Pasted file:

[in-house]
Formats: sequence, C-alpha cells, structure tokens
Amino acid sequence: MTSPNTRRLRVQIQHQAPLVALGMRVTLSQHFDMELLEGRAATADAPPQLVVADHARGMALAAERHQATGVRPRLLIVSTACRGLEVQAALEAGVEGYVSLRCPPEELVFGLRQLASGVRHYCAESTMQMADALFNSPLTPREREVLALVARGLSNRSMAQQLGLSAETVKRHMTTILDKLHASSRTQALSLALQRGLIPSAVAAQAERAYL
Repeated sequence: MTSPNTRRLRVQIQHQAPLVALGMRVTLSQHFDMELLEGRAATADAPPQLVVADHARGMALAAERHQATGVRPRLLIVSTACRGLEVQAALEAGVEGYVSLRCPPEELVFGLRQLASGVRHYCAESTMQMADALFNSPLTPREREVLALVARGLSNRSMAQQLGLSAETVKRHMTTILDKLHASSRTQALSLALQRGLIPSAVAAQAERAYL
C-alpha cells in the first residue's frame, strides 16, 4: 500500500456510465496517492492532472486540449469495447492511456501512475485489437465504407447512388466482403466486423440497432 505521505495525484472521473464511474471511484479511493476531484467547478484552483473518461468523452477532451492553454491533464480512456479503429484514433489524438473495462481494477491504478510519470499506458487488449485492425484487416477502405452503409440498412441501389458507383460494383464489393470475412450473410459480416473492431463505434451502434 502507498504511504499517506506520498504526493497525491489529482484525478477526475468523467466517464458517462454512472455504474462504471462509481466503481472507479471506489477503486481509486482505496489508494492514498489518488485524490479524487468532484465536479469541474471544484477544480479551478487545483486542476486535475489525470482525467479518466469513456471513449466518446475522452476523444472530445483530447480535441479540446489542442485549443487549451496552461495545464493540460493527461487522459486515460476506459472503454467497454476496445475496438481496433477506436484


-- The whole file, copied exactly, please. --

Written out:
[in-house]
Formats: sequence, C-alpha cells, structure tokens
Amino acid sequence: MTSPNTRRLRVQIQHQAPLVALGMRVTLSQHFDMELLEGRAATADAPPQLVVADHARGMALAAERHQATGVRPRLLIVSTACRGLEVQAALEAGVEGYVSLRCPPEELVFGLRQLASGVRHYCAESTMQMADALFNSPLTPREREVLALVARGLSNRSMAQQLGLSAETVKRHMTTILDKLHASSRTQALSLALQRGLIPSAVAAQAERAYL
Repeated sequence: MTSPNTRRLRVQIQHQAPLVALGMRVTLSQHFDMELLEGRAATADAPPQLVVADHARGMALAAERHQATGVRPRLLIVSTACRGLEVQAALEAGVEGYVSLRCPPEELVFGLRQLASGVRHYCAESTMQMADALFNSPLTPREREVLALVARGLSNRSMAQQLGLSAETVKRHMTTILDKLHASSRTQALSLALQRGLIPSAVAAQAERAYL
C-alpha cells in the first residue's frame, strides 16, 4: 500500500456510465496517492492532472486540449469495447492511456501512475485489437465504407447512388466482403466486423440497432 505521505495525484472521473464511474471511484479511493476531484467547478484552483473518461468523452477532451492553454491533464480512456479503429484514433489524438473495462481494477491504478510519470499506458487488449485492425484487416477502405452503409440498412441501389458507383460494383464489393470475412450473410459480416473492431463505434451502434 502507498504511504499517506506520498504526493497525491489529482484525478477526475468523467466517464458517462454512472455504474462504471462509481466503481472507479471506489477503486481509486482505496489508494492514498489518488485524490479524487468532484465536479469541474471544484477544480479551478487545483486542476486535475489525470482525467479518466469513456471513449466518446475522452476523444472530445483530447480535441479540446489542442485549443487549451496552461495545464493540460493527461487522459486515460476506459472503454467497454476496445475496438481496433477506436484